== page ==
By Connor Thomas
It has been a bad stretch for the Sixers over the past couple days, and it appears that the James Harden honeymoon phase is officially over. Since starting his Sixers career 4-0 (with a loss in a game that he did not play), Harden and company have now dropped 2 of their last 4 games, both in brutal fashion. Both losses came on the national stage, and both may have done their part in revealing a fatal flaw in this year’s Sixers roster. The first of the two crippling losses was in Ben Simmons’ return to the Wells Fargo Center, as the Brooklyn Nets embarrassed the Sixers to the tune of a 129-100 victory. There were two things from that game that stood out in what was an all-around terrible performance: the perimeter and transition defense were absolutely non-existent from start to finish, and the ball movement on offense was not remotely good enough. Those are a couple issues that are absolutely worthy of setting off alarms for Sixers fans, but are they enough to be fatal? Well, not in a vacuum, but the combination of deficiencies that Philly has shown recently might just be enough.
Last night was another example. The much anticipated matchup between Joel Embiid and Nikola Jokic started well for the Sixers, but their lack of bench help and role player performance allowed the Nuggets to make a 19 point comeback to knock off the Sixers at home. There were a lot of problems in the 2nd half of the game, mainly with a lack of scoring off the bench, but those same trends from the Brooklyn game were evident against Denver. Doc Rivers acknowledged as much postgame, taking fault for a lack of ball movement on the offensive side of the floor and saying that transition defense was a crushing deficiency for the Sixers as well. He should’ve taken credit for even more, as another huge home lead dissipated, now a hallmark of the Rivers tenure here in Philly. These aren’t new problems; if these sound like lamentations similar to what you heard at the end of last year’s Hawks series that ended the Sixers season, then you’ve got a great memory. These are the reasons that the Sixers went home last year, and they look to be the reasons why they could face the same fate once again. This isn’t just a one off game, and it isn’t an overreaction to be losing significant faith in this roster right now.
Speaking of the roster, how can the Sixers possibly remedy their issues? Well, they can’t. There is no changing this roster anymore. The veteran buyout market has closed, and for the 2nd straight year, Daryl Morey failed to make a splashy addition. He deserves credit for the James Harden trade, but also blame for what this bench unit currently looks like. Danny Green looks lost at points, Furkan Korkmaz has become unplayable, Shake Milton is not a playoff caliber bench option, DeAndre Jordan is a big body, but is not the player he was in his younger years. The best option appeared to be Georges Niang, but he showed last night just why there should be significant concern about him as well. With the game clock winding down, and the Sixers trailing by 3, the ball found Niang in the corner for the game-tying shot. With James Harden and Joel Embiid on the floor, that is a near impossible strategy to wrap your head around. But it got worse. Niang then shot a ball that went off the corner of the backboard, and followed it up with a rebound and a short floater that would not have tied the game. It was a perfect example of why one of your superstars needs the ball in their hands, and how big the drop off is between them and even the top bench player on this team.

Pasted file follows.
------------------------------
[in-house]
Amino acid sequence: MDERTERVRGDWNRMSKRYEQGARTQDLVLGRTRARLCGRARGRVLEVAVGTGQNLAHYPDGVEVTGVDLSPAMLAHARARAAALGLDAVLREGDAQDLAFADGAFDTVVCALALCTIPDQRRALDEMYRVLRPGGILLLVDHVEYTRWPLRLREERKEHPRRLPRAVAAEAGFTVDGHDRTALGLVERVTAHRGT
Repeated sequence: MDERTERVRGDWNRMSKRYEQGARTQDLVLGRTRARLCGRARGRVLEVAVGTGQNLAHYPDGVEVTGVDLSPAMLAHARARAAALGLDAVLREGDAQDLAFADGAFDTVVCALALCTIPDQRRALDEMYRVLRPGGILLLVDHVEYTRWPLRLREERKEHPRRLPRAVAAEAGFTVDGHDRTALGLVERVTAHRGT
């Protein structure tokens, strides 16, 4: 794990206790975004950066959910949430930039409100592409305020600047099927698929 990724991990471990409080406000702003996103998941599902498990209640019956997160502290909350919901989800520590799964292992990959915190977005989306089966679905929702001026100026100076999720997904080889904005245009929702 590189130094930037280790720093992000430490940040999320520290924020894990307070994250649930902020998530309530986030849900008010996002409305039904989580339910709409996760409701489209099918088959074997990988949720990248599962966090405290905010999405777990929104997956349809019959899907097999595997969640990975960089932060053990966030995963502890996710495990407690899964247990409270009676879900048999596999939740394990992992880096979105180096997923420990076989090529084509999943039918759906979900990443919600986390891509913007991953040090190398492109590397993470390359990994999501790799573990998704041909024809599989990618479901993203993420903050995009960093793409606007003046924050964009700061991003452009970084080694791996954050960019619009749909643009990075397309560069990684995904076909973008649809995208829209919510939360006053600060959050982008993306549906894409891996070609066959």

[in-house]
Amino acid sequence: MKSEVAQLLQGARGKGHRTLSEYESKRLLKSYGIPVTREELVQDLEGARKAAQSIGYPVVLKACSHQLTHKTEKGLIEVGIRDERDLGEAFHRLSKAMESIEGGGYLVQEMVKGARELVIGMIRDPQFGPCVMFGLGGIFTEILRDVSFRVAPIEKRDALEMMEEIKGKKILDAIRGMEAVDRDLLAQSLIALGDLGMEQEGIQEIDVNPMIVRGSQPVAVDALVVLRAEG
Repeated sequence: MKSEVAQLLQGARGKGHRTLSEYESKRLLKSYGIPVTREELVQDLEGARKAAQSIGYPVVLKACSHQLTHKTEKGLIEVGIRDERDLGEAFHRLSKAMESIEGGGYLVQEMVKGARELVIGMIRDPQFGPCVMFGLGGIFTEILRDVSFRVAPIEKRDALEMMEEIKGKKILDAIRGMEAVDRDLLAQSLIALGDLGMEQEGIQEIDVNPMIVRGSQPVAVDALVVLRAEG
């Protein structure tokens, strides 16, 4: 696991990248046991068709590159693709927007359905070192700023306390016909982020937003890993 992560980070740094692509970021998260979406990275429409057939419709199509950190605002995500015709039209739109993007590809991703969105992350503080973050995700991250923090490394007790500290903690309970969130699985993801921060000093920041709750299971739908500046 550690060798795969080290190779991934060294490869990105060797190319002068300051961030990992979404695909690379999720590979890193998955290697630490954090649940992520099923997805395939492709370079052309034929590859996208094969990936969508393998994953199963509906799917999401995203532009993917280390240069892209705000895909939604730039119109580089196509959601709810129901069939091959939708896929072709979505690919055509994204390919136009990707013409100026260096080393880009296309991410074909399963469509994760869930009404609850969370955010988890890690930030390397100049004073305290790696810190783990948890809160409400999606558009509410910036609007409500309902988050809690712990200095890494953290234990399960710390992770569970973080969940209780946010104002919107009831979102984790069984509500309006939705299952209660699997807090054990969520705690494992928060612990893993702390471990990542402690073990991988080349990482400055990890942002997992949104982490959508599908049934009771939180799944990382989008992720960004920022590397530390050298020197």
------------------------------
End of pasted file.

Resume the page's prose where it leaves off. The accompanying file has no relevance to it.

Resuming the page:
It’s not fair to call the Sixers season over. I understand that this is what the term “fatal flaw” implies. However it is also fair to be significantly worried about Joel Embiid and company’s potential to actually win it all. They went all in by trading for James Harden, and after just about two weeks’ worth of games, that gamble is not looking safe by any means. Things could certainly turn around, but it won’t come by roster additions. The only way the Sixers can pull out of this downward spiral is by working with the guys and coaches currently in the building and overcoming what appear to be fatal flaws if they continue. Do they have the ability to? Well, most championship teams in the NBA are not the ones that overcome flaws of this magnitude. They are the teams that address these immediately and build a roster that fixes, or at least covers, those problems. To this point, the Sixers have not proven that they can do that. The panic button should be close to being pressed for Philly, because if things don’t change, it could be a much shorter postseason than what we imagined it would be.